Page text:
By Elizabeth Del Cid, 17, North Hollywood HS
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Trying to make the best of a bad situation, Elizabeth sang her heart out in the talent section of the Junior Miss Pageant.
Photo by Hector Del Cid (Elizabeth's brother)

It was the final boarding call. I kissed my family goodbye and boarded the plane. It was the first time in my life that I would ever be apart from them. But here I was, flying from Los Angeles to Rohnert Park to compete in the Junior Miss pageant—and doing it all by myself.

I took my assigned seat, looked out the tiny airplane window and wondered what Northern California and the pageant would be like. I visualized two weeks of beauty queen treatment. I closed my eyes and thought about spas, make overs and all the cool people I was about to meet.
But those thoughts were dashed away by the last words Mami said to me before I boarded the plane.

"You don’t have to go," she whispered as I gave a flight attendant my ticket. Her eyes were full of tears.

I wanted to say, "I’ll win." But instead I winked at her. I couldn’t find the words to tell her that everything would be okay.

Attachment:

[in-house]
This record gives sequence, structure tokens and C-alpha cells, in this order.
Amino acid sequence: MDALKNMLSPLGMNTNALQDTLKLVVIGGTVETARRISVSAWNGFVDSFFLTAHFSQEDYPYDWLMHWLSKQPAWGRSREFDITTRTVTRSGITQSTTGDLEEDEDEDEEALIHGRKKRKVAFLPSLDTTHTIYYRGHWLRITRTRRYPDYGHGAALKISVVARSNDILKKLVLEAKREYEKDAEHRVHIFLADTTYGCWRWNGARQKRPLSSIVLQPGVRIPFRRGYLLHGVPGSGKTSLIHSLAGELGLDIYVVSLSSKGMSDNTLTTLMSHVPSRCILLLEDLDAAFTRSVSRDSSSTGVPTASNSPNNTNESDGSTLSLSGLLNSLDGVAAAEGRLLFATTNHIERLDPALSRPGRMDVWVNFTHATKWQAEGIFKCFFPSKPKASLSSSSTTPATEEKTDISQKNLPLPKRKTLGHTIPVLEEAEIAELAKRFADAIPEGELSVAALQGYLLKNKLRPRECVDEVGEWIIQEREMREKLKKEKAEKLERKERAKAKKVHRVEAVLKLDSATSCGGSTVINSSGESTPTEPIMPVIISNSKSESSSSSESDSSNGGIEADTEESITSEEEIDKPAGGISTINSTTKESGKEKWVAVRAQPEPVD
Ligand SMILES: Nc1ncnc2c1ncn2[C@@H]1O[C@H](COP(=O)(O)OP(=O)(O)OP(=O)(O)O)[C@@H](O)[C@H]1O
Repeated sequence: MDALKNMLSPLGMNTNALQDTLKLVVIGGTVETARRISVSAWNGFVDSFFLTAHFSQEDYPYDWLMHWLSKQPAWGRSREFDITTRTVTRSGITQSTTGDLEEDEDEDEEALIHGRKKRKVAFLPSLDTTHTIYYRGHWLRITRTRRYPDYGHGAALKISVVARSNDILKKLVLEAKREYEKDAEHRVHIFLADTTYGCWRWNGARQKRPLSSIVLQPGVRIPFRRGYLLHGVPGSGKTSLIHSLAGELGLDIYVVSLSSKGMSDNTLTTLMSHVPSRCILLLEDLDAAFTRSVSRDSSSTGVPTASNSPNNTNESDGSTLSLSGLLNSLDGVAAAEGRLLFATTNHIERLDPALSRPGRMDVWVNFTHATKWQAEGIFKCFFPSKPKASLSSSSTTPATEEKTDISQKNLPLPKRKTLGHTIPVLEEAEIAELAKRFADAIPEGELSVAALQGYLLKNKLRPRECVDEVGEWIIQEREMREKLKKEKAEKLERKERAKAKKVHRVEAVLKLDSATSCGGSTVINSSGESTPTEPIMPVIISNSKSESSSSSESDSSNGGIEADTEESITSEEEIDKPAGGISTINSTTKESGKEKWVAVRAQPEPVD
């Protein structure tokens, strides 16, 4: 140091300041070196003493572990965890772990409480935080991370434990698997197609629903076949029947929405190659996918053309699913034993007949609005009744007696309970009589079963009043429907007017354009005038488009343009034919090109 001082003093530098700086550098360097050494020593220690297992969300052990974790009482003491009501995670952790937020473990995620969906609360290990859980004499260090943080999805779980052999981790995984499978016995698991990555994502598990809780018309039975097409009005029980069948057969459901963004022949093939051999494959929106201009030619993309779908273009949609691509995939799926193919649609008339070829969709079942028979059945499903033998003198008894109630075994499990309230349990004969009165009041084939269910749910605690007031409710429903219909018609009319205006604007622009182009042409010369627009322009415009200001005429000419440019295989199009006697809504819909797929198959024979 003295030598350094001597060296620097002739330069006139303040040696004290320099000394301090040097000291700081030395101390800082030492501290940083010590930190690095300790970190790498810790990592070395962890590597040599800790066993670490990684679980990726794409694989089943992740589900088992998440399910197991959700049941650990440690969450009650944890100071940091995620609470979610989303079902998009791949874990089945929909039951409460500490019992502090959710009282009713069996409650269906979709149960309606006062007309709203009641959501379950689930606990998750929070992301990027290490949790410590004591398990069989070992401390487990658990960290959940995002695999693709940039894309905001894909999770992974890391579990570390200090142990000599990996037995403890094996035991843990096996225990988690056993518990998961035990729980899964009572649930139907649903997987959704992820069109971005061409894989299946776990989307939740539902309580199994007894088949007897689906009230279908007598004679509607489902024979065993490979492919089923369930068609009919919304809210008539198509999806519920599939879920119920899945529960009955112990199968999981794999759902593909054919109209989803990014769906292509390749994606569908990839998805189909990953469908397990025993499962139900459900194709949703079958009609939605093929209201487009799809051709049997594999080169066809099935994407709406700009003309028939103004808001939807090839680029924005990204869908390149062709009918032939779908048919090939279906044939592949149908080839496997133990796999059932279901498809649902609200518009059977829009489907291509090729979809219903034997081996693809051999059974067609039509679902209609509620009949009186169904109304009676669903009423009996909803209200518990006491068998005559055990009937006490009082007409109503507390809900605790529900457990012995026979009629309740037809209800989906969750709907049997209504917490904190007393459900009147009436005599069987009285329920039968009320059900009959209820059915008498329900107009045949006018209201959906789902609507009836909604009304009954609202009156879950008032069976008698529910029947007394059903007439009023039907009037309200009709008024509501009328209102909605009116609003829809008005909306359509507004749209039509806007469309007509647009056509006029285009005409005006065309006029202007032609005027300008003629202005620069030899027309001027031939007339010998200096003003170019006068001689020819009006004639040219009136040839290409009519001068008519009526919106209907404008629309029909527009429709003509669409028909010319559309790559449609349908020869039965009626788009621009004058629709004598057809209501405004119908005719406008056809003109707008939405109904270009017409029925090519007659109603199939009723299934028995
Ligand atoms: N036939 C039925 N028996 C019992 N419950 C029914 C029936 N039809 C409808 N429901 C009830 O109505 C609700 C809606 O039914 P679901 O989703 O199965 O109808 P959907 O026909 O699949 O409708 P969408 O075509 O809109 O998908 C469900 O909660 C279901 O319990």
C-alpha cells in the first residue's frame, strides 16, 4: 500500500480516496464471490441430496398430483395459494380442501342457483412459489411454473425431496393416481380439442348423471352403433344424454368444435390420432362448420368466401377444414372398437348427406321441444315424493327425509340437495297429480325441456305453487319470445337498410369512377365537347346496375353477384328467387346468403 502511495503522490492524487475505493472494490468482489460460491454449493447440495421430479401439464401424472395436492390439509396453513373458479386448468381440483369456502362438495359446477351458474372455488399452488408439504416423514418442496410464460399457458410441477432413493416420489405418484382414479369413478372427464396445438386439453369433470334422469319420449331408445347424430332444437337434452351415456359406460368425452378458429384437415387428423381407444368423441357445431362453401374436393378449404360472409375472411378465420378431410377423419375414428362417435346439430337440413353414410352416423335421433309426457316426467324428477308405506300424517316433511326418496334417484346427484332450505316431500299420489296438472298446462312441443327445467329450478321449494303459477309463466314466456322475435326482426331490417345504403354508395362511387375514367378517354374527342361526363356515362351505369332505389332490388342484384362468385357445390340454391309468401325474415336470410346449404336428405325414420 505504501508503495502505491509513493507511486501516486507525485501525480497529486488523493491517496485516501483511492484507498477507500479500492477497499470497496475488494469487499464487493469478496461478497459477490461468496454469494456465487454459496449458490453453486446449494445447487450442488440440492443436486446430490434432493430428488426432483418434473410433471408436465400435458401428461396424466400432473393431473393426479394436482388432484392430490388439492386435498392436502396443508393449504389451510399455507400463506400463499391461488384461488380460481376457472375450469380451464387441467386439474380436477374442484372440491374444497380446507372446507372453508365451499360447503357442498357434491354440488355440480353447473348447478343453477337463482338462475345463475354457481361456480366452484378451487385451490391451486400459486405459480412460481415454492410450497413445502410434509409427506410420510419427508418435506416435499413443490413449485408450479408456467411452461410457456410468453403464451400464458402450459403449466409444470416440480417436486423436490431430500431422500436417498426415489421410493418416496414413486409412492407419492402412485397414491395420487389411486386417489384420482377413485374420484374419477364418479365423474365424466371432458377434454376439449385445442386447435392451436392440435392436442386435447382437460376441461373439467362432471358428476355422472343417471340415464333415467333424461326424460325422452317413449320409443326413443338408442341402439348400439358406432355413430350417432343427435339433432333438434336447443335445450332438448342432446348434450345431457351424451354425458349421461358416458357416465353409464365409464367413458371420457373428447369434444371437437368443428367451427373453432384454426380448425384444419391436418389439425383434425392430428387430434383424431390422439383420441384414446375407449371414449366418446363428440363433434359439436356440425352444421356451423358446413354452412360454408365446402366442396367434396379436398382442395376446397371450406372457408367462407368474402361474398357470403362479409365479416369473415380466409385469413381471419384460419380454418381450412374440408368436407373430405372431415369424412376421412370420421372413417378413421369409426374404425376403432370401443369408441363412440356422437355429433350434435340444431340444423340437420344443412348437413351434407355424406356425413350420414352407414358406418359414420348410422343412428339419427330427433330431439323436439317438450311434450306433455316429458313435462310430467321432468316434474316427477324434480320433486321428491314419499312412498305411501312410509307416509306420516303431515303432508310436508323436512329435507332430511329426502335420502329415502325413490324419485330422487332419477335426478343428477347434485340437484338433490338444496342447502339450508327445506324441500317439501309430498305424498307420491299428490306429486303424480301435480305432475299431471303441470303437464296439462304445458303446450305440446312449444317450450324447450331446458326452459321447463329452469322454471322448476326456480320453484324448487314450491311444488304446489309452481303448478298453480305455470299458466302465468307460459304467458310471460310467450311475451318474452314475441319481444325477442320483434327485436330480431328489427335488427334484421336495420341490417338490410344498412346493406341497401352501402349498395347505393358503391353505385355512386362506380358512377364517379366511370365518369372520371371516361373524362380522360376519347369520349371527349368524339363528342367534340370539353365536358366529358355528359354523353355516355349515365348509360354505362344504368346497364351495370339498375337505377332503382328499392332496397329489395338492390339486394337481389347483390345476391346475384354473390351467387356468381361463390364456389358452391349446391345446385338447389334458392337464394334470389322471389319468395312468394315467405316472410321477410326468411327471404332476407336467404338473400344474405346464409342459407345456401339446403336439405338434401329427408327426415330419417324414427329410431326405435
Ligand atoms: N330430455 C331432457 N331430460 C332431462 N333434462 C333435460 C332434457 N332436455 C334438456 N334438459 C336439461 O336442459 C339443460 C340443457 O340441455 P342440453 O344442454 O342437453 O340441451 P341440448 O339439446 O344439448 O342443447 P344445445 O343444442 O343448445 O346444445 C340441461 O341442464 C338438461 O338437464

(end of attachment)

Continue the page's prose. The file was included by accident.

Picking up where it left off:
I wanted to be brave for her and not cause her any worries.

Her words rang over and over in my head. It had been only 10 minutes since I left Mami, but already I felt chills running down my spine as I sat on the plane without her or the rest of my family.

"Oh my God," I said to myself, "This is my first time away from them—ever!" The realization whacked me like a cement construction ball hitting an old building. Even after a whole summer of preparing for this moment: all the dress sizings, the exercising, preparing for interviews, rehearsing my singing talent—everything! I had focused on all of that and never realized the impact of it all. My eyes had been fixated on the $10,000 college scholarship awarded to the Junior Miss winner. If I won, I dreamed of going to a good university on the East Coast. I just never thought about being alone.